Greece votes on Sunday

Greece is back to the polls on Sunday in a cliffhanger electoral environment that is a race between the radical left Syriza who propose to reverse the austerity measures and the only just recently elected New Democracy that is bearing the brunt of pissed off voters.
If Syriza takes it, the Euro is tipped to collapse. An interesting opinion piece from the New York Times:

Nikos Konstandaras says:
“MY country is hurtling toward an election that will decide its fate — whether Greeks will fight on to remain part of Europe’s core or succumb to their own weaknesses and turn inward, choosing isolation, anger and uncertainty greater than that from which they wish to flee. 

A number of phrases grabbed my attention in the similarity to new Zealand’s political environment:

“We are bitterly divided between those who want to carry on with the reform process and those who want to turn back the clock”. 
Sounds like the current asset sales debate in New zealand


“On the other hand there is Syriza, a fractious coalition of 12 radical groups that has anointed itself the herald of leftist change throughout Europe and declares that it will immediately annul the bailout agreement while demanding that our partners continue to lend us money”.
In New Zealand the pundits are currently calculating what kind of raggle taggle make up of left wing groups might possibly be corralled into a working government if Shearer becomes Prime Minister.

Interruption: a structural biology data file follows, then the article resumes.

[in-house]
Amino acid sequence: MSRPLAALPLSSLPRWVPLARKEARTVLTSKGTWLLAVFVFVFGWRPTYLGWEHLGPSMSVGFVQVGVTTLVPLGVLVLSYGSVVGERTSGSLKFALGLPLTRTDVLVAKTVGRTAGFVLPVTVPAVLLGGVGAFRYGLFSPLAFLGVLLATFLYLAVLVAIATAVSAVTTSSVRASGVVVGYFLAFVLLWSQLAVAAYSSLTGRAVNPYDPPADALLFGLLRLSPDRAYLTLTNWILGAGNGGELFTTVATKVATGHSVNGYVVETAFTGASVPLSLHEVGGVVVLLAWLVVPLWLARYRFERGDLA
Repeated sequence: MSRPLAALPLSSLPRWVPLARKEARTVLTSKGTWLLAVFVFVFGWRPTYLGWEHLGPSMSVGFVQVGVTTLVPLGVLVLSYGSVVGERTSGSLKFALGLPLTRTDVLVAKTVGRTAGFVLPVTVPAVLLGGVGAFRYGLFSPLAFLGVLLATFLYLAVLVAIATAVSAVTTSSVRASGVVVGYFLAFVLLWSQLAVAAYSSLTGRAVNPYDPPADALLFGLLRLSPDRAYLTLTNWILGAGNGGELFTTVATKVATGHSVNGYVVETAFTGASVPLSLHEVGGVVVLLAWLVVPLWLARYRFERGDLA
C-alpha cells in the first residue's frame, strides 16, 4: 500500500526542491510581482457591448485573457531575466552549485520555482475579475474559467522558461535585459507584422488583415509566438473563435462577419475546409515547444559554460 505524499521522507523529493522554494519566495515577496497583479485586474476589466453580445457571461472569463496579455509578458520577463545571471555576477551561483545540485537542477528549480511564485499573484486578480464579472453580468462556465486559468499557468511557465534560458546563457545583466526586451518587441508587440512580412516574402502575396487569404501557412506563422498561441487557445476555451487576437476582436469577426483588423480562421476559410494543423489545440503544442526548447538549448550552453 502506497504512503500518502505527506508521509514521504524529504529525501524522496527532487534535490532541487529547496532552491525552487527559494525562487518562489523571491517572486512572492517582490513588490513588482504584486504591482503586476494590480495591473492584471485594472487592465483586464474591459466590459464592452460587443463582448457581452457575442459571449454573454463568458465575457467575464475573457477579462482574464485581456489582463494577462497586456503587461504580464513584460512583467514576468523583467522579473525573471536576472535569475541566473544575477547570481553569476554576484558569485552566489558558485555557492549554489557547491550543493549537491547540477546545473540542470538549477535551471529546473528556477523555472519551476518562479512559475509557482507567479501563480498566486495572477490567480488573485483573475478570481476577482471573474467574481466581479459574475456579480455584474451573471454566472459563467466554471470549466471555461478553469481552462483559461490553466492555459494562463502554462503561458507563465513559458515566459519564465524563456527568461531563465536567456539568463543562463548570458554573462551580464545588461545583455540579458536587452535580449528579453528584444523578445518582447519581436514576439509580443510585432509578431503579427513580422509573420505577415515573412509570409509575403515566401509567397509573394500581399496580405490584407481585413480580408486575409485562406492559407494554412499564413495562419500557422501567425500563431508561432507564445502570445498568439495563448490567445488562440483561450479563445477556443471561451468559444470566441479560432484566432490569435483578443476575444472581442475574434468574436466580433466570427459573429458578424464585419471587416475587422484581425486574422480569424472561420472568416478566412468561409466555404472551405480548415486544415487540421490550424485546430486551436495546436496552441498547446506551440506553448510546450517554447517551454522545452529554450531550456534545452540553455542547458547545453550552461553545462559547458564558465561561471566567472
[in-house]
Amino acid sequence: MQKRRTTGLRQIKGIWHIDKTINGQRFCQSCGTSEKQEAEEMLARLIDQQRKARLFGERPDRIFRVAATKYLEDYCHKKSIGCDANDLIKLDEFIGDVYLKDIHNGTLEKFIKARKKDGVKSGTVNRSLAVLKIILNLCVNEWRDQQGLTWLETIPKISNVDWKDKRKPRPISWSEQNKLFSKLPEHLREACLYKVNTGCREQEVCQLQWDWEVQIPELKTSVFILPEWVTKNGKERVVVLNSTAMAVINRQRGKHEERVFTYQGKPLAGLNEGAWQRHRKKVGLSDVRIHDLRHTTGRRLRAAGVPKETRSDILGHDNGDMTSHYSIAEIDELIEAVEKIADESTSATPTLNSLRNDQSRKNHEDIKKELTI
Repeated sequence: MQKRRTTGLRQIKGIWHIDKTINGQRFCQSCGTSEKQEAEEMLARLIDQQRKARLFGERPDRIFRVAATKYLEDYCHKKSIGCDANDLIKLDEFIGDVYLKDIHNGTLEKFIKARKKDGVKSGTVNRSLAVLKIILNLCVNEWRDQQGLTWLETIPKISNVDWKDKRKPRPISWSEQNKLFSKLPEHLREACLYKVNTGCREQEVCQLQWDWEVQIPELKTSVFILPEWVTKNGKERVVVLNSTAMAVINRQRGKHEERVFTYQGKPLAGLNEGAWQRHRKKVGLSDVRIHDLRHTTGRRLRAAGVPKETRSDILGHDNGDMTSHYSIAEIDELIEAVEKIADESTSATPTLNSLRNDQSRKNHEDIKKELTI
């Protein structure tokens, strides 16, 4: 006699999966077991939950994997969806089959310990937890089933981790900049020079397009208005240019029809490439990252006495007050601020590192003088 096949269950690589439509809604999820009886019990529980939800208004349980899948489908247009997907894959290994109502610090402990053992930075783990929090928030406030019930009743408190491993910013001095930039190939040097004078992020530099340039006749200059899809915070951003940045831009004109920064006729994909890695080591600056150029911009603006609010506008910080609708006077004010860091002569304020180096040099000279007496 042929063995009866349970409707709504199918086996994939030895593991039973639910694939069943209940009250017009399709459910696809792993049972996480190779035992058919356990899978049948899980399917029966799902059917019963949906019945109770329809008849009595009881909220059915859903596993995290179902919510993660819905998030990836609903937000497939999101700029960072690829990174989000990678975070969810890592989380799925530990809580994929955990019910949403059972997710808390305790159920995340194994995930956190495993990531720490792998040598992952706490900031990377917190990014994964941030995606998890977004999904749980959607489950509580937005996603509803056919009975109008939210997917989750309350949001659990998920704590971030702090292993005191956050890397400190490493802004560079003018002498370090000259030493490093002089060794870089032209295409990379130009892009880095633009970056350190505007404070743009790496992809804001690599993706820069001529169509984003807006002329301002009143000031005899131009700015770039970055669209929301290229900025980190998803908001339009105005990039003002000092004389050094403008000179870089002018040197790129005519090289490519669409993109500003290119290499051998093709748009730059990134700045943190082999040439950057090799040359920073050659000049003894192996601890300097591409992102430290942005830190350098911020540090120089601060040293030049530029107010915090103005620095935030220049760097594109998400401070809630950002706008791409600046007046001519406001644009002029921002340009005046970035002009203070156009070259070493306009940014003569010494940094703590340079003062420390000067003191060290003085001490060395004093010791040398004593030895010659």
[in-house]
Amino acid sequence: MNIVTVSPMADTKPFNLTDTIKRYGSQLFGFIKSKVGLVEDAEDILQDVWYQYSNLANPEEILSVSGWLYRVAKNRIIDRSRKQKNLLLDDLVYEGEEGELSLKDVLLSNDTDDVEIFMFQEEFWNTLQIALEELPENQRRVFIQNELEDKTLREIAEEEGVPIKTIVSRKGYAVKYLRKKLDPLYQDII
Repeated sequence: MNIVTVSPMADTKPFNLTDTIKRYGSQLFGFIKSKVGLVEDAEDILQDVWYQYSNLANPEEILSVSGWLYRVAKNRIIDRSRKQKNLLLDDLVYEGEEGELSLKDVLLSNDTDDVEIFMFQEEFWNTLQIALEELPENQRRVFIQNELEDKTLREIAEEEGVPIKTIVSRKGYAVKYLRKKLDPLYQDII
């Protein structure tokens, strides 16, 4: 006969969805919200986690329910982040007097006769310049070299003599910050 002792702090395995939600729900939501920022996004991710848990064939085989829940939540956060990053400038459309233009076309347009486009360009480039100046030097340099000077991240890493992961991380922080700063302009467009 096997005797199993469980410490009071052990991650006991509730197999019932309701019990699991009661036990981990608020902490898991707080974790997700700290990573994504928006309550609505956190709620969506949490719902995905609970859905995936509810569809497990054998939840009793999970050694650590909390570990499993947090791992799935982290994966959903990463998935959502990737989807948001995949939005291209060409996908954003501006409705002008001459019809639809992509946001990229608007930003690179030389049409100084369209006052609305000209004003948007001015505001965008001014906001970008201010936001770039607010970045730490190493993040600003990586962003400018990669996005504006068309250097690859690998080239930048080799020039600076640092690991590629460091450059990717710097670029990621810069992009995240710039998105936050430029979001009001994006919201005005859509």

Konstandaros comments on the Greece population loss.Greeks are leaving the country in droves. As are New Zealanders. 
Where jobs go, so does the population.


My wife and I have been working for more than 25 years, saving for our children’s education, because even though about half our salaries go to taxes and social security, we know that we must pay for private schools, that we cannot count on state hospitals, and that our pensions are not guaranteed. (All this because others do not pay taxes, and because successive governments did not do their work.)
The middle class always bears the brunt of higher taxes; left wingers would say the rich have to pay their fair share but it is the middle class that subsidizes bludgers and must pay extra of their own health and education services.

The finale:

“What I want to remember from Greece in 2012 is how laziness and years of intellectual sloppiness can waste the gift of freedom and leave open the gates of the city — how we allowed our leaders to pander to us until we had no one capable of leading us, no one next to us at the barricades.”

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